La Terrible Affaire Bambell

Heyou Escape –  Le Cannet, France

In-game: The hallway of the apartment complex that housed the game.

Terrifying. Heyou Escape built tension by adding a sense of danger and screwing with our minds and expectations. I’m not sure if La Terrible Affaire Bambell is actually an escape room, or if we were even players… Looking back, I think we may have just been props in their production.

D.J. Death

The Gate Escape – Leominster, MA

In-game: a dance floor with DJ Death's skull and cross scythe logo.

The Gate Escape put training wheels on escape room gameplay. Instead of presenting a free-for-all escape room-style game, each puzzle was presented in its own station… and it concluded with a dance party. This was a great way to open up new players to escape room style puzzling.

The Summons

The Seven Forces – Cincinnati, OH

In-game: A stage at the front of teh room features an assortment of strange pieces of technology and mystical artifacts.

By adding social and group dynamics into the large-scale theatrical escape room event format, The Seven Forces created something new and special. Their approach kept multiple teams engaged with both the puzzles and one another for the entire game.

More Innovation

We’d love to have you join us on an escape room tour!

Join us in visiting some of the other innovative games we’ve found in our travels. (It just so happens that we didn’t play them in 2018.)

Escape Immerse Explore: The Palace

Escape Immerse Explore: New Orleans

The Fine Print

If you’ve seen something like we’ve described above elsewhere, we aren’t claiming anything is entirely unique. These are the games that we saw the innovations in.

This post wasn’t intended as a re-review of anything. For full critiques of these games, take a look at the reviews.

We’ve left out games that won 2018 Golden Lock-In Awards. You can check that list out too. Many of them were highly innovative. We’ve already heaped tons of praise on those games.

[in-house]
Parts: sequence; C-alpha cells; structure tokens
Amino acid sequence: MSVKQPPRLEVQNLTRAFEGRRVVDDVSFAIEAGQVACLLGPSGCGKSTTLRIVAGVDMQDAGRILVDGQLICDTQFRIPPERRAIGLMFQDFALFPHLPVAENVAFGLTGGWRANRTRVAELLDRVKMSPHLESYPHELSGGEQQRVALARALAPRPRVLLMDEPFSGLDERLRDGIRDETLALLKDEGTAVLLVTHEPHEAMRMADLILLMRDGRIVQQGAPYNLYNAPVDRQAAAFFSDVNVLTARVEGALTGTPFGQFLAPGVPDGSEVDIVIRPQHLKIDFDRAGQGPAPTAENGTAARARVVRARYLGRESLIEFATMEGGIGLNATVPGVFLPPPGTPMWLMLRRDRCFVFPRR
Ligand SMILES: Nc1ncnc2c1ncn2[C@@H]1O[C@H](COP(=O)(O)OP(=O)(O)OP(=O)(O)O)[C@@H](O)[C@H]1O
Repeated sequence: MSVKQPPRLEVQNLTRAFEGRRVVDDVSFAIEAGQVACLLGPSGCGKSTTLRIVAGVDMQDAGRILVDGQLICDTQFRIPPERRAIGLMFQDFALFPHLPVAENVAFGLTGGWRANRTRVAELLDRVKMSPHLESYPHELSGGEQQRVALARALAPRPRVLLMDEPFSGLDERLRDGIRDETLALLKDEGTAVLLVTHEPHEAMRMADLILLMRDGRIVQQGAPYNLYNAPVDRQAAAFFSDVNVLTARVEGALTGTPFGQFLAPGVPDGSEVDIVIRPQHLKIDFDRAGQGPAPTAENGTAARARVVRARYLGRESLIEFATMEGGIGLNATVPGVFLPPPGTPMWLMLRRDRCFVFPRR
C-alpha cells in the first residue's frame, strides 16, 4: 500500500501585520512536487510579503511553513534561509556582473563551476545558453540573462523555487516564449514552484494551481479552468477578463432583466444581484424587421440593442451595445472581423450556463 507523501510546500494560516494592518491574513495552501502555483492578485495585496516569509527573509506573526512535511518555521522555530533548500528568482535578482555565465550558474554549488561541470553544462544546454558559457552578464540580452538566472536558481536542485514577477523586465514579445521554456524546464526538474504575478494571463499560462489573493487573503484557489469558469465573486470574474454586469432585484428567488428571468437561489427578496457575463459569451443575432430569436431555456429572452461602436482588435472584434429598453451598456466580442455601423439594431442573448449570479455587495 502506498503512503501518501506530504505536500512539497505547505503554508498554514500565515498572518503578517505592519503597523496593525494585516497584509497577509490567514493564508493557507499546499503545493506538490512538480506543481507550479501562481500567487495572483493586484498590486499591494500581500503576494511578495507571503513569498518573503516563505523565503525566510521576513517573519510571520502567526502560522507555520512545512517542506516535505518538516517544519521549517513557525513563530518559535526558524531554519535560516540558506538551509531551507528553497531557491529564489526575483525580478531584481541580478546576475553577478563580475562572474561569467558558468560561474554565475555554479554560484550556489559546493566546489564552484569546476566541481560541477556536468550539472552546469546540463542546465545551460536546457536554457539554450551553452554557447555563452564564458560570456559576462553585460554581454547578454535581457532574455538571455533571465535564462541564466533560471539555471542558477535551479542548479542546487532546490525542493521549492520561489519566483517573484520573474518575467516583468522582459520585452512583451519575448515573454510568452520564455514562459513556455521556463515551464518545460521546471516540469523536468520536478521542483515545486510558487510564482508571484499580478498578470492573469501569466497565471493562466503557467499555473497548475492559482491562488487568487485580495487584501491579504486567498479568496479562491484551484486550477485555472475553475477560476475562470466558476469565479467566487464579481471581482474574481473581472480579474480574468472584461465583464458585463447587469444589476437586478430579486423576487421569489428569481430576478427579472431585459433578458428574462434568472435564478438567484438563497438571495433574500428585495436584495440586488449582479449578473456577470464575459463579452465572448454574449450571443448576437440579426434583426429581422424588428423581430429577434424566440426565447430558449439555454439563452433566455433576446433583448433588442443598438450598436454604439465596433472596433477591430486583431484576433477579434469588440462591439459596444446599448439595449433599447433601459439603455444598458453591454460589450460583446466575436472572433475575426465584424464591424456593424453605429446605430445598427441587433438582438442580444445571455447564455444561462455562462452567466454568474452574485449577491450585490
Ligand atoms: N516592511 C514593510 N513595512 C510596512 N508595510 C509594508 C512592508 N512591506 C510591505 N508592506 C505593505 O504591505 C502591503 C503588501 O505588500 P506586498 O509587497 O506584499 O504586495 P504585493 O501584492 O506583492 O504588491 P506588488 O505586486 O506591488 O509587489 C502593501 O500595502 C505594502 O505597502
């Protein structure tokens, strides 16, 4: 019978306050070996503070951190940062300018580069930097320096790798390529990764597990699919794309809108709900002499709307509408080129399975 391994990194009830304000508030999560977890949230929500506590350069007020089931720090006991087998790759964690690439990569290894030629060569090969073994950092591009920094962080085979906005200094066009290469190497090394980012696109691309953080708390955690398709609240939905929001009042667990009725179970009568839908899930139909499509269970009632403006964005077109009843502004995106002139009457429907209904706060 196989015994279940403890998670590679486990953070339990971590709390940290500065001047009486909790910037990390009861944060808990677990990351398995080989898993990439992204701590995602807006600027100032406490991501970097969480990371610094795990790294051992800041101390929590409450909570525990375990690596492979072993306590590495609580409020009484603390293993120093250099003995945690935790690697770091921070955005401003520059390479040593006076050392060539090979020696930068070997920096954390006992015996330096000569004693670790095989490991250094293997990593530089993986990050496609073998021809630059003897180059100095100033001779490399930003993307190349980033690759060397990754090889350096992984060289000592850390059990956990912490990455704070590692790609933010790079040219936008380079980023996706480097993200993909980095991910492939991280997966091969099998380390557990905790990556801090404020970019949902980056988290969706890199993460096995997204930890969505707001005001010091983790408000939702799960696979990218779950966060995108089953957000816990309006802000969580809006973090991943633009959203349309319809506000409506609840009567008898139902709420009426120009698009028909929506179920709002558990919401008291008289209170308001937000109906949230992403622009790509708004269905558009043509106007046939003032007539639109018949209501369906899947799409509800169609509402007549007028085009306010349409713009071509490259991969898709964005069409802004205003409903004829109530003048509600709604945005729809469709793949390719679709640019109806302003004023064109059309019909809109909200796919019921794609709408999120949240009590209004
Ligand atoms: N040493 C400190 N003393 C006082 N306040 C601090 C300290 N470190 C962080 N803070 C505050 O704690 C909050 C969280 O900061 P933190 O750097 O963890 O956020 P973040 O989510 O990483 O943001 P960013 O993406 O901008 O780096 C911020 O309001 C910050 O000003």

The Gate Escape – D.J. Death [Review]

Don’t fear the reaper.

Location:  Leominster, Massachusetts

Date Played:  December 17, 2018

Team size: up to 6; we recommend 2-4

Duration: 35-45 minutes depending on play style

Price: $23 per player

Ticketing: Public

Emergency Exit: Yes

REA Reaction

D.J. Death was The Gate Escape’s introductory Halloween popup game that didn’t die.

With structured puzzle sections, this game was far more directed than your typical escape game. Additionally, it was nonthreatening, even if the theme sounds scary.

Although the set design was a bit uneven – with some puzzle sections looking great and others looking a bit cheesy – it played well and culminated in a delightful conclusion.

D.J. Death would be a wonderful game for newbies. Even as experienced players, we found a lot to enjoy. It wasn’t hard, but it was amusing. If you’re an experienced player, The Gate Escape’s other games are must-plays. D.J. Death is worth adding to your lineup if you’re open to sacrificing some difficulty for a novel game structure.

In-game: a dance floor with DJ Death's skull and cross scythe logo.

Who is this for?

  • Dance party goers!
  • Puzzle lovers
  • Halloween fans
  • Any experience level

Why play?

  • Music
  • Dance party
  • Fun puzzles 

Story

Death DJ would host the most exclusive Halloween party of the year. If we wanted to gain admittance, we would have to pass his test and help him build his playlist one puzzle at a time. If we failed, we’d be cut… from the guest list.

In-game: A wall of massive blocks in the middle of the room.

Setting

D.J. Death was a large, open space with 10 smaller puzzle stations along the periphery. Each station had a unique, spooky theme: vampire, voodoo, mad science, etc. (They ranged broadly.)